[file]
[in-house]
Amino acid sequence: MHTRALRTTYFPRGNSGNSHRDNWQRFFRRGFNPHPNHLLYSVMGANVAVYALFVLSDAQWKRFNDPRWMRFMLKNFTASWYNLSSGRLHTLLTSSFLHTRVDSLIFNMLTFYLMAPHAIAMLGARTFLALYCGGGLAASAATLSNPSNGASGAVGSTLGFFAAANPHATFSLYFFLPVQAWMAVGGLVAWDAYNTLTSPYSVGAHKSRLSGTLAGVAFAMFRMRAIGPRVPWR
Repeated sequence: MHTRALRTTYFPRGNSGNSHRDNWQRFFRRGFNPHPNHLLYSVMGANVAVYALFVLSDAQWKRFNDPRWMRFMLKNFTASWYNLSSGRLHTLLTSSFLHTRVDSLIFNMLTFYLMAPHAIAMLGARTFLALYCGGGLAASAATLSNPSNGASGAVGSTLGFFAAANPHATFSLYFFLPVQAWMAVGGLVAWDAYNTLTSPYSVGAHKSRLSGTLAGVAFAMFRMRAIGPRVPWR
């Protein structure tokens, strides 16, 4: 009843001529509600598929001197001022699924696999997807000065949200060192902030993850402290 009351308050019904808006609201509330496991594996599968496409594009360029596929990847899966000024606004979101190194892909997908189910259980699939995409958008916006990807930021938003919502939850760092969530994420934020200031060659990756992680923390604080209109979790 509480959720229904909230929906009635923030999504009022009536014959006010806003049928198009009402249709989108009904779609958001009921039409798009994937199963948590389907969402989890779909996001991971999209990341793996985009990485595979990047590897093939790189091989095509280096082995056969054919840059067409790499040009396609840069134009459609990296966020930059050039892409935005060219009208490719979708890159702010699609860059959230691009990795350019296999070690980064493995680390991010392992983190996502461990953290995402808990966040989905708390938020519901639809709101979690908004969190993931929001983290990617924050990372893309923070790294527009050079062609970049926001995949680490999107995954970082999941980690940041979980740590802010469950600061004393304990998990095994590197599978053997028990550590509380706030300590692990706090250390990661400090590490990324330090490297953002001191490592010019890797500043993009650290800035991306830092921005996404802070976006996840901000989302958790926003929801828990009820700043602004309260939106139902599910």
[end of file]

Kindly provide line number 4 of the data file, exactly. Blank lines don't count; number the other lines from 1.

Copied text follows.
């Protein structure tokens, strides 16, 4: 009843001529509600598929001197001022699924696999997807000065949200060192902030993850402290 009351308050019904808006609201509330496991594996599968496409594009360029596929990847899966000024606004979101190194892909997908189910259980699939995409958008916006990807930021938003919502939850760092969530994420934020200031060659990756992680923390604080209109979790 509480959720229904909230929906009635923030999504009022009536014959006010806003049928198009009402249709989108009904779609958001009921039409798009994937199963948590389907969402989890779909996001991971999209990341793996985009990485595979990047590897093939790189091989095509280096082995056969054919840059067409790499040009396609840069134009459609990296966020930059050039892409935005060219009208490719979708890159702010699609860059959230691009990795350019296999070690980064493995680390991010392992983190996502461990953290995402808990966040989905708390938020519901639809709101979690908004969190993931929001983290990617924050990372893309923070790294527009050079062609970049926001995949680490999107995954970082999941980690940041979980740590802010469950600061004393304990998990095994590197599978053997028990550590509380706030300590692990706090250390990661400090590490990324330090490297953002001191490592010019890797500043993009650290800035991306830092921005996404802070976006996840901000989302958790926003929801828990009820700043602004309260939106139902599910």